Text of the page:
While many quality improvement efforts focus on the underuse of health services, few have sought to assess the overuse of medical care. To control health care spending, reliable methods are needed to identify services that provide little or no health benefit to patients. This JAMA Internal Medicine study, coauthored by Adam Elshaug, a 2010–11 Harkness Fellow in Health Care Policy and Practice and former Commonwealth Fund Visiting Fellow, tested ways to detect the delivery of “low value” care, using 2009 Medicare claims data for a national sample of nearly 1.4 million beneficiaries.
What the Study Found
Researchers developed 26 measures to assess the extent to which low-value services—ranging from certain types of cancer screenings and medical imaging to surgical procedures—are provided to Medicare beneficiaries. To compare the effectiveness of different measurement approaches, they created two measure types: one more likely to capture inappropriate use of services (i.e., more sensitive), and one less likely to classify appropriate use as inappropriate (i.e., more specific). Using the more sensitive measures, the researchers found that 42 percent of beneficiaries received low-value care, accounting for 2.7 percent of overall annual spending on services covered by Medicare Parts A and B. Using the more specific measures, 25 percent of beneficiaries were found to have received low-value care, contributing 0.6 percent of annual spending.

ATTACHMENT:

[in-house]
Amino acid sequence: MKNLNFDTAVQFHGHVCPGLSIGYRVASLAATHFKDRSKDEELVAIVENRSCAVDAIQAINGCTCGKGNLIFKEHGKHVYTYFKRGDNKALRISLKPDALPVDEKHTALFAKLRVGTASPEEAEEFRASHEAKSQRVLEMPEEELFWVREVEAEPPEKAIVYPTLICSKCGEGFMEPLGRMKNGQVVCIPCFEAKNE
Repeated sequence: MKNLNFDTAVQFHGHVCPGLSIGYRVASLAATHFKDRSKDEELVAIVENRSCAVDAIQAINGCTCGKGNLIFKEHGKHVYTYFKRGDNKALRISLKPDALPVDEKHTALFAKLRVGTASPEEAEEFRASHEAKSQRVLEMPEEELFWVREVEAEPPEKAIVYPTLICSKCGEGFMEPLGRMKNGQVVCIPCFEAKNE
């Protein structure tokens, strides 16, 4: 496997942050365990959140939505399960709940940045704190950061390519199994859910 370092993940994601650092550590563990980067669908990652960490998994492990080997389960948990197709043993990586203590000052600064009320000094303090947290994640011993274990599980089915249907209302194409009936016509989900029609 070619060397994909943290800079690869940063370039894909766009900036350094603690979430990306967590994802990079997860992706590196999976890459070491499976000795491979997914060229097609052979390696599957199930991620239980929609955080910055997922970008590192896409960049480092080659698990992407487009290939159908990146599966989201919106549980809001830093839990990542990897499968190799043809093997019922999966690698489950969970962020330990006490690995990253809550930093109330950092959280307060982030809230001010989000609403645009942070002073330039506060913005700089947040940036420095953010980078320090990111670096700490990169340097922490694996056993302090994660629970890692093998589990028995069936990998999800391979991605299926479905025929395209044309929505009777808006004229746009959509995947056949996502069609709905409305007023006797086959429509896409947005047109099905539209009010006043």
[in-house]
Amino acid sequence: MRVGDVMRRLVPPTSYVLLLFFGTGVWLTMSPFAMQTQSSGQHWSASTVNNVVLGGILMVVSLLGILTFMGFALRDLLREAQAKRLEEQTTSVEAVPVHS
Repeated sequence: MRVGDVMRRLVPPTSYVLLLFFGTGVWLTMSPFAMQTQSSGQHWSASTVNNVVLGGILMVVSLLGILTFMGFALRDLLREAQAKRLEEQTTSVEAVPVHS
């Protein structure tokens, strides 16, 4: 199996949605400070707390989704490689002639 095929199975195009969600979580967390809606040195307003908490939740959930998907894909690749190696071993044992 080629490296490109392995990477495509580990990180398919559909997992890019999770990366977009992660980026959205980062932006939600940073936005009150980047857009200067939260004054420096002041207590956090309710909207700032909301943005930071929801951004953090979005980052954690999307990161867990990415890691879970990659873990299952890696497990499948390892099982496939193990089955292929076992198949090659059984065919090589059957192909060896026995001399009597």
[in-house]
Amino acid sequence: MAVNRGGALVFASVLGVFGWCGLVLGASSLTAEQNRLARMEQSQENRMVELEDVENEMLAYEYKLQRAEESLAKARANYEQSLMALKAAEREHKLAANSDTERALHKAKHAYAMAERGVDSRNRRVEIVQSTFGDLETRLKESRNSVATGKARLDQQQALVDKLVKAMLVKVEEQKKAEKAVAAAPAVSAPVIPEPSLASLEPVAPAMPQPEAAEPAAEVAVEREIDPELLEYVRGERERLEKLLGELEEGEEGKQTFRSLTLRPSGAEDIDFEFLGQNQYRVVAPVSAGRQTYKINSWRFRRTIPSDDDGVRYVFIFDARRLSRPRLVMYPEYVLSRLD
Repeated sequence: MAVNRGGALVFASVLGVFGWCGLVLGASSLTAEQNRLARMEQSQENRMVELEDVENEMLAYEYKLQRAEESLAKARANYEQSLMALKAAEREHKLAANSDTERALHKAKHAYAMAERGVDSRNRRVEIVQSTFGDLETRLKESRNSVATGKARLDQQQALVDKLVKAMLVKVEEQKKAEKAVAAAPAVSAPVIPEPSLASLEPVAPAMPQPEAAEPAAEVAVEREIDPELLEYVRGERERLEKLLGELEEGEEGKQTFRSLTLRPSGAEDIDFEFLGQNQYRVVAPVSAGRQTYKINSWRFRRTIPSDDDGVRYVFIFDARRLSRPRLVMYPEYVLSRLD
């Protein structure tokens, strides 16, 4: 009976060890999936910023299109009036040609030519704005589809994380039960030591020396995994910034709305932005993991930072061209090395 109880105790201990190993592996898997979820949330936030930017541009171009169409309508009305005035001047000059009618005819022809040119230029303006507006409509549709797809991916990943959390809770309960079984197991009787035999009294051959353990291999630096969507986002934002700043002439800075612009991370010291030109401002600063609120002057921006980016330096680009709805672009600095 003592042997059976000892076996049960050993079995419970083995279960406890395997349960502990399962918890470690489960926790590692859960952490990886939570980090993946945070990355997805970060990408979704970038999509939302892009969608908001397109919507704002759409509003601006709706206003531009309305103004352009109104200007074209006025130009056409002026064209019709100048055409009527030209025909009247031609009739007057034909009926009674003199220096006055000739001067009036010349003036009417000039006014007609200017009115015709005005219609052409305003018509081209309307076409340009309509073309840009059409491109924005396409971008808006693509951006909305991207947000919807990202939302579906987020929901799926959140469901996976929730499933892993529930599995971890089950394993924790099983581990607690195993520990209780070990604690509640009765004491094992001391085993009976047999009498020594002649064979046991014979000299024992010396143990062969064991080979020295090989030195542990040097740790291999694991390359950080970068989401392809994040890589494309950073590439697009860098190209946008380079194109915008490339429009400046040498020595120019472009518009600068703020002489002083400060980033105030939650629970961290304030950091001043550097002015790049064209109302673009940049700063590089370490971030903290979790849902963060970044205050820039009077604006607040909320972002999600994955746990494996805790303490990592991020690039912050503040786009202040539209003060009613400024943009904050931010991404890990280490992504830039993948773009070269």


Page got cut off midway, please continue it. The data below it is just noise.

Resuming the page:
Even though the low-value care measured in this study accounted for only modest proportions of overall Medicare spending, it affected large numbers of beneficiaries. Moreover, it may be an indication of more widespread trends. The use of health care claims data to identify low-value care may be useful for tracking health care overuse and evaluating the effects of programs designed to reduce it.